796 million prescription items were dispensed in England last year, representing a 5.9% increase over 2006 and a 2.1% rise in net ingredient costs to more than £8.37 billion, although in real terms these costs were down 0.7%, the National Health Service Information Centre has reported.

The average net ingredient cost per prescription item last year fell 3.5% to £10.51, or a real-terms decline of 6.3% compared with 2006, it says. 82.6% of all prescription items were written generically last year, and 88.6% were dispensed free to patients, the Centre reports, adding that the total number of prescription items dispensed in England has increased 59.2% in the last 10 years.

On average, 15.6 prescription items were dispensed per head of population in England last year, compared to 14.8 in 2006 and 10.3 in 1997, while the number of items received by elderly patients has gone up from 22.3 in 1997 to 42.4 over the period, the report notes.

“Nearly one in five” have taken Rx drugs incorrectly
Meantime, a new survey suggests that almost one in five people in the UK, or more than eight million people, have taken their prescription medicines incorrectly at some time.

Patients have either misread the medicine’s label or misunderstood the instructions, and this has resulted in them receiving the wrong dose or taking their medication at the wrong time of day, according to the survey, which was carried out by Lloydspharmacy. More than 2.7 million people say they have confused dosage and frequency instructions for two medicines which they are taking concurrently and over two million say they have continued with a repeat prescription even though they had forgotten why it was prescribed. As a result, almost 1.8 million people say they have suffered an adverse reaction, the poll has found.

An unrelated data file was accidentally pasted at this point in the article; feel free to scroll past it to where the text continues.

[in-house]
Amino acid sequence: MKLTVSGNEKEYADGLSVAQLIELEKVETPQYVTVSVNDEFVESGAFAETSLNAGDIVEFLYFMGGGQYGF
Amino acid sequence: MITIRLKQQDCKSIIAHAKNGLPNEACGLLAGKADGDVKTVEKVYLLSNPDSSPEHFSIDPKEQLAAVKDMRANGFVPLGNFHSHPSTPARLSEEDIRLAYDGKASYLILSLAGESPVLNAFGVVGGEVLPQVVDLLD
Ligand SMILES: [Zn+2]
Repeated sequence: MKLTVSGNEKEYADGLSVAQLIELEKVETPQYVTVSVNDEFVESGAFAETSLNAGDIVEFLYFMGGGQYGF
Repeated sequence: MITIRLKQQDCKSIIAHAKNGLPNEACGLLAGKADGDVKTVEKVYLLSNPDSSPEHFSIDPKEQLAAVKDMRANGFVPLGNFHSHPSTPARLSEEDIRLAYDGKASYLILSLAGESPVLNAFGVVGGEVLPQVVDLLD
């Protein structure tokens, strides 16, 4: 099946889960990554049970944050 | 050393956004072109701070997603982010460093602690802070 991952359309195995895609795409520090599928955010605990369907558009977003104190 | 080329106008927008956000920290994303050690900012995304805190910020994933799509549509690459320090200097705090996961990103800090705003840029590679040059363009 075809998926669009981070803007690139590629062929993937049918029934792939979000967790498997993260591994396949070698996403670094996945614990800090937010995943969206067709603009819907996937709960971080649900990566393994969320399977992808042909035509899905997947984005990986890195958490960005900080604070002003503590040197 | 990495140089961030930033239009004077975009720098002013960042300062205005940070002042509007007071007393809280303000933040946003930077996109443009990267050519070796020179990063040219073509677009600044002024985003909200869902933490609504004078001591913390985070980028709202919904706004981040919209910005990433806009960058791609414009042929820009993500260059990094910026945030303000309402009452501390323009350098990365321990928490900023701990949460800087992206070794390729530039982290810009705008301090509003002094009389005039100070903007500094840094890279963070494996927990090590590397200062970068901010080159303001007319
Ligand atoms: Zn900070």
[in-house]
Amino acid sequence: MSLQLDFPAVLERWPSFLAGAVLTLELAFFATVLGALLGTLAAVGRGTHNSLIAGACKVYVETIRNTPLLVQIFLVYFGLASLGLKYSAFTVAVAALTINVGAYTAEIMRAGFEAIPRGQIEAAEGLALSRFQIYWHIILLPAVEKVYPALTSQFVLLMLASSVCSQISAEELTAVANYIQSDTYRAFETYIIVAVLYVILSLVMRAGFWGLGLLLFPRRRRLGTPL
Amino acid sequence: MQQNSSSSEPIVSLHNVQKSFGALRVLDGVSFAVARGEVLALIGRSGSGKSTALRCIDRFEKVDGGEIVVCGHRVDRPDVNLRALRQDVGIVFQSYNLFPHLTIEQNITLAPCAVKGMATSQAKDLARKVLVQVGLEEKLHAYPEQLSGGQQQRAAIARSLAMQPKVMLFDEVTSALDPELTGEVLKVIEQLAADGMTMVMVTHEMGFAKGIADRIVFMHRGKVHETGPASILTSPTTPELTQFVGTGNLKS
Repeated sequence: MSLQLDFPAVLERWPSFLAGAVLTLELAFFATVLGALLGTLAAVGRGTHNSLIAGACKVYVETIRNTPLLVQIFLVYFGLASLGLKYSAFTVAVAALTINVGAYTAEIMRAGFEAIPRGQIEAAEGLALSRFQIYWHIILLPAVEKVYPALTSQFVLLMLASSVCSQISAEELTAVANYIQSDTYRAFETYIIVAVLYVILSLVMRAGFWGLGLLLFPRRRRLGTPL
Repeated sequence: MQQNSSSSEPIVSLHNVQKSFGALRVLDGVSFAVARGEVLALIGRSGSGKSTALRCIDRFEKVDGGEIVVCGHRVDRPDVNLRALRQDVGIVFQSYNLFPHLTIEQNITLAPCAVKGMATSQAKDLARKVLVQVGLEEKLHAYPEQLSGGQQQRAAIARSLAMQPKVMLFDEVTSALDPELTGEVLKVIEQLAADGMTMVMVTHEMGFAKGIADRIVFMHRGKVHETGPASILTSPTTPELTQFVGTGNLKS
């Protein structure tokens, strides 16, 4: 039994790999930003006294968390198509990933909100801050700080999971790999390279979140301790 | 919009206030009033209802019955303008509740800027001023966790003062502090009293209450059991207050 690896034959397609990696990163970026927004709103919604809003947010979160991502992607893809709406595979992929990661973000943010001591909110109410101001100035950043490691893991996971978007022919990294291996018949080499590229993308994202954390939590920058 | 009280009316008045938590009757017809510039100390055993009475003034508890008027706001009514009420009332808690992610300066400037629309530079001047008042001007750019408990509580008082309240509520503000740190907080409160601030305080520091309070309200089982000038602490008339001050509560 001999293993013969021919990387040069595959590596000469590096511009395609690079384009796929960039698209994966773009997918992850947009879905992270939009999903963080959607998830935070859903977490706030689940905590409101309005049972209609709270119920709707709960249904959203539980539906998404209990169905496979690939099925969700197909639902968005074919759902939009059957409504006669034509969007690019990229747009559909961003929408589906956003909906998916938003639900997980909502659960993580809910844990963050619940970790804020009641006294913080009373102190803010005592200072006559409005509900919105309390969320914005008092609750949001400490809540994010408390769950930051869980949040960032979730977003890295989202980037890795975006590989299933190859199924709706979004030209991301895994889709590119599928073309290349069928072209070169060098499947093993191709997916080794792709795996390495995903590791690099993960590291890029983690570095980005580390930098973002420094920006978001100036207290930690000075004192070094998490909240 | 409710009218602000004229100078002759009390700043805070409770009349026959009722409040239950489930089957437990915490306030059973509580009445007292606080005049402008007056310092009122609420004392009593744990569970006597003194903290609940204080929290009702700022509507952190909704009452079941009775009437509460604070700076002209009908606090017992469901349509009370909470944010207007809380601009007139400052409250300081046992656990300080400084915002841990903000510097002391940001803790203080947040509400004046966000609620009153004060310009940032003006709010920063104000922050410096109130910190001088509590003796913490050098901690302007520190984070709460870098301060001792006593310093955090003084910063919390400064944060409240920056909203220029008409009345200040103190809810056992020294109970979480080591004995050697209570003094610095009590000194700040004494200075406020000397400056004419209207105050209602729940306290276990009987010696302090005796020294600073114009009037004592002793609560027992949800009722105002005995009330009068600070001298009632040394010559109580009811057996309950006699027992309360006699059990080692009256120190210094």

“We know that many patients choose not to complete their course of medication, but this study reveals a different type of problem - patients who, for whatever reason, take their medicines incorrectly,” commented Andy Murdock, pharmacy director for Lloydspharmacy.

“The biggest issues are among those who are taking more than one prescription medicine at a time, but the problem also seems to be more acute among older patients,” he added. For example, a Lloydspharmacy pharmacist found that, for one patient who, during a Medicines Use Review (MUR), set out a range of medicines and described the frequency and dosage for each, it transpired that, for several months, she had been taking a sleeping pill first thing in the morning.

Lloydspharmacy published the surveys’ findings as the company completed its 500,000th MUR, the free service introduced four years ago as part of the Pharmacy Contract which is designed to held people take their medicines correctly.

55% of MURs completed by Lloydspharmacy pharmacists have produced a recommendation from the pharmacist that the patient change their medicine-taking routine in some way, while a further 25% have resulted in a GP referral. In many cases, this has led to the patient switching medications or ending treatment altogether, the company notes.